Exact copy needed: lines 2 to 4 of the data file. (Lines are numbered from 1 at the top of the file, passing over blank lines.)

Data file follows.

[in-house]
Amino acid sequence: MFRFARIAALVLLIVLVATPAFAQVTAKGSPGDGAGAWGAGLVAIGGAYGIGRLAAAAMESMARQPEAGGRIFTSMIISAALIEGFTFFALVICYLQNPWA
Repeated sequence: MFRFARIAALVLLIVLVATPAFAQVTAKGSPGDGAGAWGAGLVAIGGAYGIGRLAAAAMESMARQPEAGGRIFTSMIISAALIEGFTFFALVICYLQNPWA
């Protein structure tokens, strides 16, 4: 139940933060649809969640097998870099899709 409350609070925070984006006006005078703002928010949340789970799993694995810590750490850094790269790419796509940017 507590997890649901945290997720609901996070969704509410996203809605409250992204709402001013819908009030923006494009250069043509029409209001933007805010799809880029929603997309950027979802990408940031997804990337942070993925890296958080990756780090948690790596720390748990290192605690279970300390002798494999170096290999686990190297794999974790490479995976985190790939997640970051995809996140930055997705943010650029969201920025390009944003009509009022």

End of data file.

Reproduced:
Amino acid sequence: MFRFARIAALVLLIVLVATPAFAQVTAKGSPGDGAGAWGAGLVAIGGAYGIGRLAAAAMESMARQPEAGGRIFTSMIISAALIEGFTFFALVICYLQNPWA
Repeated sequence: MFRFARIAALVLLIVLVATPAFAQVTAKGSPGDGAGAWGAGLVAIGGAYGIGRLAAAAMESMARQPEAGGRIFTSMIISAALIEGFTFFALVICYLQNPWA
């Protein structure tokens, strides 16, 4: 139940933060649809969640097998870099899709 409350609070925070984006006006005078703002928010949340789970799993694995810590750490850094790269790419796509940017 507590997890649901945290997720609901996070969704509410996203809605409250992204709402001013819908009030923006494009250069043509029409209001933007805010799809880029929603997309950027979802990408940031997804990337942070993925890296958080990756780090948690790596720390748990290192605690279970300390002798494999170096290999686990190297794999974790490479995976985190790939997640970051995809996140930055997705943010650029969201920025390009944003009509009022």